Here Are Three Great Ways to Prepare Your Legs for Military Service

How to prepare for running at altitude
1st Lt. Krosby Keller, 225th Air Defense Squadron air battle manager, runs the San Diego 100 ultra marathon June 8, 2018. (Courtesy photo)

"Don't skip leg day" is a true statement for anyone working to create a strong body. If you also are preparing for military service, you may want to have an even more solid foundation of leg training.

Not only do you need to be good at running on all types of surfaces, you'll have to be proficient at equipment carries, rucking and even swimming with big SCUBA fins. All of these tasks require significant leg strength. Skipping leg days can haunt you one day if you're preparing for a challenging selection program for infantry or spec ops.

The standard leg-day lifts of squats, lunges, deadlifts and machine workouts are helpful in building a foundation that will serve you well and make you more durable with the impact forces required of military training.

However, if you also are preparing to endure longer runs, rucks, ocean swims with fins or long dives, you must build your cardio base and leg muscle stamina. After a typical leg-day workout in the gym, either immediately after or later in the day, you should consider one of the three options to top off your leg day.

Running on the beach or hills

Hill days or beach runs are excellent choices to prepare your legs for the events that make running even more difficult than it already is. If you want a challenge, try running on the soft sand of the beach for 15 minutes in one direction. Then return to the starting point but step in the previously made footprints of the first leg of your run. You will realize that finding footprints to run in is the secret sauce to running faster in the soft sand. Build up over time and turn those beach runs into longer and faster three- to four-mile timed events.

For hill runs, find a short, steep hill or a longer, steady incline hill and run up it fast and turn around and walk or jog down the hill as a recovery. If you do not have hills or sand, find some stairs or a stair stepper (try this workout). These workouts will produce the same leg conditioning you need.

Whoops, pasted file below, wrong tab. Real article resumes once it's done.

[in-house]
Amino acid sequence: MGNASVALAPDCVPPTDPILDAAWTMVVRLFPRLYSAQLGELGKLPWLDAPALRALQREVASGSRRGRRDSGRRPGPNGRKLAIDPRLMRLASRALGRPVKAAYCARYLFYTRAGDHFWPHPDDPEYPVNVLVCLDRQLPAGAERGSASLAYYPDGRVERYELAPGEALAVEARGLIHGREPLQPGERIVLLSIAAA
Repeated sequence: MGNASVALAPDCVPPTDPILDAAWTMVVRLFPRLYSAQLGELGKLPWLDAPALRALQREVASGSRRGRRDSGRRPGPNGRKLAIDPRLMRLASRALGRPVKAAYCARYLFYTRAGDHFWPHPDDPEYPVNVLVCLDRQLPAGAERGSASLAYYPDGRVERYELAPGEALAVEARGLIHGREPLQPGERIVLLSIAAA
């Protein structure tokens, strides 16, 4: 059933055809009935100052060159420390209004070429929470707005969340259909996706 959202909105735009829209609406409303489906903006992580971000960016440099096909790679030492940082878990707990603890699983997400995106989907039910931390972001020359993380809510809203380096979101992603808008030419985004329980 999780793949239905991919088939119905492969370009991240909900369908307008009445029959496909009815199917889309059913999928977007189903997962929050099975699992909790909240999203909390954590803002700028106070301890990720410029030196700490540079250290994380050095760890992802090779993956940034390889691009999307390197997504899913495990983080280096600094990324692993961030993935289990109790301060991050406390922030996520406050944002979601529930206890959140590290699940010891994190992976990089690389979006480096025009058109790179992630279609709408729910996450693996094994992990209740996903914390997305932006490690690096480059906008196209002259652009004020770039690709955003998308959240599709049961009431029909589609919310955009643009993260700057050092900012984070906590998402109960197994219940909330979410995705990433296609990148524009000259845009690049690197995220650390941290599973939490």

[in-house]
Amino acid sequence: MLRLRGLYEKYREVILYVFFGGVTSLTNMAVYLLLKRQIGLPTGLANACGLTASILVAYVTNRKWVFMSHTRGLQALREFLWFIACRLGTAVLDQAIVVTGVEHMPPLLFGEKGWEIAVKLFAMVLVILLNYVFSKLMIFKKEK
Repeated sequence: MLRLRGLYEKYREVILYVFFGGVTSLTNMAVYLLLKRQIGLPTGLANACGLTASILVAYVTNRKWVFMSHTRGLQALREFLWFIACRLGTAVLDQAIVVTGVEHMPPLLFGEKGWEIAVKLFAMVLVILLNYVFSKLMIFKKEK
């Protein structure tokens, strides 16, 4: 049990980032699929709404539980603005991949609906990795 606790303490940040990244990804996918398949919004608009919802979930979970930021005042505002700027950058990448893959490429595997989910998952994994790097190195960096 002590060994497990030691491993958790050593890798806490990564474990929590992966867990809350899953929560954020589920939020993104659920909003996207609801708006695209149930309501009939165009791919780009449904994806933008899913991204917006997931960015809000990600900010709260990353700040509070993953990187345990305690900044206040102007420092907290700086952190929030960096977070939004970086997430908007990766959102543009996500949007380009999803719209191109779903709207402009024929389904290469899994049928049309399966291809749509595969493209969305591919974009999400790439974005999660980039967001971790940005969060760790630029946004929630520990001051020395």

Swimming with fins

Building up your legs and ankles for the strains of swimming with SCUBA fins takes time in the water. It is recommended that you limit your swim fin workouts to leg days (2-3 times a week max).

Build up to 1,000 meters for time without stopping and turn that into 2,000-4,000 meters over time. If you go to BUD/S, the two-mile ocean swim with fins requires you to swim 4,000 yards in fewer than 75 minutes to graduate (the third-phase standard). Try these Swimming with Fins Tips.

Rucking on varied terrain

Wearing a weight vest or heavy backpack (40-50 pounds or more) also is required by many military professions. Depending on your branch of service and your MOS, you may very well spend most of your preparation time rucking to prepare for infantry, Rangers, RECON or Special Forces.

Once again, we typically add rucking to our leg days twice a week, with one of those rucks progressing over time to longer 8-12 miles with 50-60 pounds. See How to Train for Rucks.

One of our favorite workouts is what we call the Spec Ops Triathlon where we run, ruck and swim with fins as a stand-alone workout. Try a three-mile run, three-mile ruck with 40-50 pounds, and a one-mile swim with SCUBA fins as a longer-than-average workout on a weekend day.

This triathlon is especially fun when you put together a big group of like-minded people enjoying the challenge. You can break them up individually and finish your leg day with a tactical application that will be part of your future training.

All these activities that "top off leg day" require a significant amount of leg strength and muscle stamina. An athletic history of weight training is helpful if you're looking to build some mass to handle the load these military training activities place on the back and lower body.

Stew Smith is a former Navy SEAL and fitness author certified as a Strength and Conditioning Specialist (CSCS) with the National Strength and Conditioning Association. Visit his Fitness eBook store if you're looking to start a workout program to create a healthy lifestyle. Send your fitness questions to

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